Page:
As to the drawing? Adding ANOTHER layer of detail to the pants and shirt (as though there weren't ENOUGH already <sheesh>). I am discovering ...that just when I think I'm done with a part of the drawing... I'm only halfway. @#!! HALFway. BUT, going back over the same old ground again is WAY worth the effort. Frustrating but worth it. There is a LOT of cussing while traveling between what is APPARENTLY a mere sketch to an actual (extreme) DRAWING. Go friggin' figure, eh? I can't believe how many ways there are too SEE the exact same thing. For example: I JUST discovered that there was a seam to Pete's pants. How does that get by anyone who is staring INTENTLY at a photo for days on end???? I mean: STARING WITH X-RAY EYEBALLS ON. Every time I come back to the drawing, it's like I'm seeing everything for the first time. I see MORE. Every time. And each time, I think I've seen as far as one can. (This is the person who completely micro-focused SO much that the seam was completely missed.) It's crazy the levels of SEEING one can reach. See what I mean: compare the artwork below to the artwork above -- keep your eyes on the pants and the shirt. Triple friggin' sheesh!

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  • Posted Oct. 05, 2009.

    It's time to finalize.


    The last hard part of the artwork has been sketched in. This part is considered hard because this is a situation where the image of the girl is repeated (albeit enlarged) and the smallest difference in any of the three sketches could cause peeps eyeballs to stop and play the game known as: "what's the difference between these three images?" LOL. And, it is preferable for your eye to floooooow, effortlessly through this part of the drawing onto another part. No stopping here, that is NOT on the itinerary. Sooo... I spent time drawing, erasing, etc. And now that the weekend is over, there is a smaller copy of the current stage of the artwork hanging up where it can be seen and digested. THIS is the time for flaws to be found: NOW. NOW is that time. Ugh. Plus, posting a copy of the artwork keeps the connection alive. Especially since I can only really approach drawing on the weekend right now. BTW, I think that it is TIME to be done with this one. BIGtime. It's time to finalize.

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  • (Oct. 18-25, 2009) Posted Dec. 29, 2009.

    SO READY to be done.


    I started sketching in the final parts of the drawing around mid-October. Keep in mind that I am SO READY to be done and move on to a BRAND NEW SURREAL WORK OF ART... and add in the fact that the part of the art that I wuz working on ...was getting fucked up. Double ugh. Man. About that time I started really looking at the hands that I was drawing. THAT was what really stopped things cold. I realized that I was JUST drawing what I saw ...and I wasn't SEEING much because it's a blurry .jpg off the internet. So, after much experimentation, I ended up in front of the mirror in the bathroom ...trying to get my fingers in a similar position to that of the photo. Major cramps in the fingers precluded drawing. It was just taking TOO LONG, so I pulled out the camera. Of course this meant that I kept getting flash in the mirror (you saw this coming didn't ya?). No flash means long exposure time...and my tripod is not that tall. So, we're talking fuzzy picts added to the mix. By now the bad words are FLYING baby. The air is sizzling with steaming invectives. The vibes are tense, etc. Because the HANDS are just a small part of my stress. It seems like the faces are out of whack (proportionally). Ugh.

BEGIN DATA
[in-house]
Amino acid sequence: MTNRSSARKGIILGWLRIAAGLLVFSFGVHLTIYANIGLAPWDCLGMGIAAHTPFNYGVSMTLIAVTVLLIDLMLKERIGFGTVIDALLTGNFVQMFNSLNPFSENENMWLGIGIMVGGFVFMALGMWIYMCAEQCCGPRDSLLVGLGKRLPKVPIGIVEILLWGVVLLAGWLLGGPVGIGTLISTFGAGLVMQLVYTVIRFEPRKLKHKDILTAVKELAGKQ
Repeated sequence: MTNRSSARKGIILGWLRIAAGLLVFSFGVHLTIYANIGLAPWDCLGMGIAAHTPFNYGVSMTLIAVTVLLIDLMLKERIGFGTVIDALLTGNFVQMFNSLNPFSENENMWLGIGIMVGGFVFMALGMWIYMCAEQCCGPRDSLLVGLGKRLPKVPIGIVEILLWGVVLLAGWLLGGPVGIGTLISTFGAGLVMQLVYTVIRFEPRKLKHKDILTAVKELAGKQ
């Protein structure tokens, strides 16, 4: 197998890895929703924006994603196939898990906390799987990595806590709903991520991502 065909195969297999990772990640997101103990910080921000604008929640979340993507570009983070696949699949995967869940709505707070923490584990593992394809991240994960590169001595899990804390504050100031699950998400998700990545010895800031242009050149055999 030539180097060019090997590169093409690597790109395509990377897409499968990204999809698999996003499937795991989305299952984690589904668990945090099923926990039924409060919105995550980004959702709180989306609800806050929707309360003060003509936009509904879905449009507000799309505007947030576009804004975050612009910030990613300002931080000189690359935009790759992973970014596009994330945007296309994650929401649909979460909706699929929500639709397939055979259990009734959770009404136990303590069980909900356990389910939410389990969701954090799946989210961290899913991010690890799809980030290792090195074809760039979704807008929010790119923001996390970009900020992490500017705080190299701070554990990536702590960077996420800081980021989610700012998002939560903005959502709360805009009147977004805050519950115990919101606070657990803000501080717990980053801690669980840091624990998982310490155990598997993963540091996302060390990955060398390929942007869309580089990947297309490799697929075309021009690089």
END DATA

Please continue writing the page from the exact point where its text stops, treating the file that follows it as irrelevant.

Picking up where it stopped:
Gary was awesome (as always). He heard the cussing and volunteered to jump in the tub and take photos while trying to line up with my angle. He's taller. My fingers are longer than those of the girl in the pict. Etc. Etc. Etc. Finally acceptable alternative came up. Since then I've been working angles, sketching and trying to get my nerve up to jump back into the artwork. Of course, last weekend I ended up working on Pete's face some more. Sheesh. I NEED to finish this artwork and move to a new surreality. ONwards. Keep your fingers crossed. Plans are to go in this weekend and get this drawing ROCKING :)

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  • (Nov. 04, 2009) Posted Dec. 29, 2009.

    Can you believe....?


    Lots of erasing and redrawing of the girl's hands AND her many, many faces. No excitement at this point, it is ALL TECHNICALS and hard work. Can you believe that I FIGHT like crazy to find time to get THIS frustrated ...on purpose? LOL. Too funny. So far... no pencils broken and no holes ripped into the drawing paper. Yeah!

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  • (Nov. 23, 2009) Posted Dec. 29, 2009.

    I must be crazy. Correction: I AM DEFINITELY crazy.


    More erasing. More fine tuning. Ugh. This is just TOO exciting. I know. This is all my fault. I can just pretend the hands/faces are fine and move on ...and then NEVER look at it again. It's weird but I just can't figure out WHY I can't be proud of something that is half-assed. ROFLMAO. There is just TOO MUCH time invested in this baby to let it all go now. I must be crazy 'cause this is a choice thing and I'm still here. In hands-ville. Sheesh.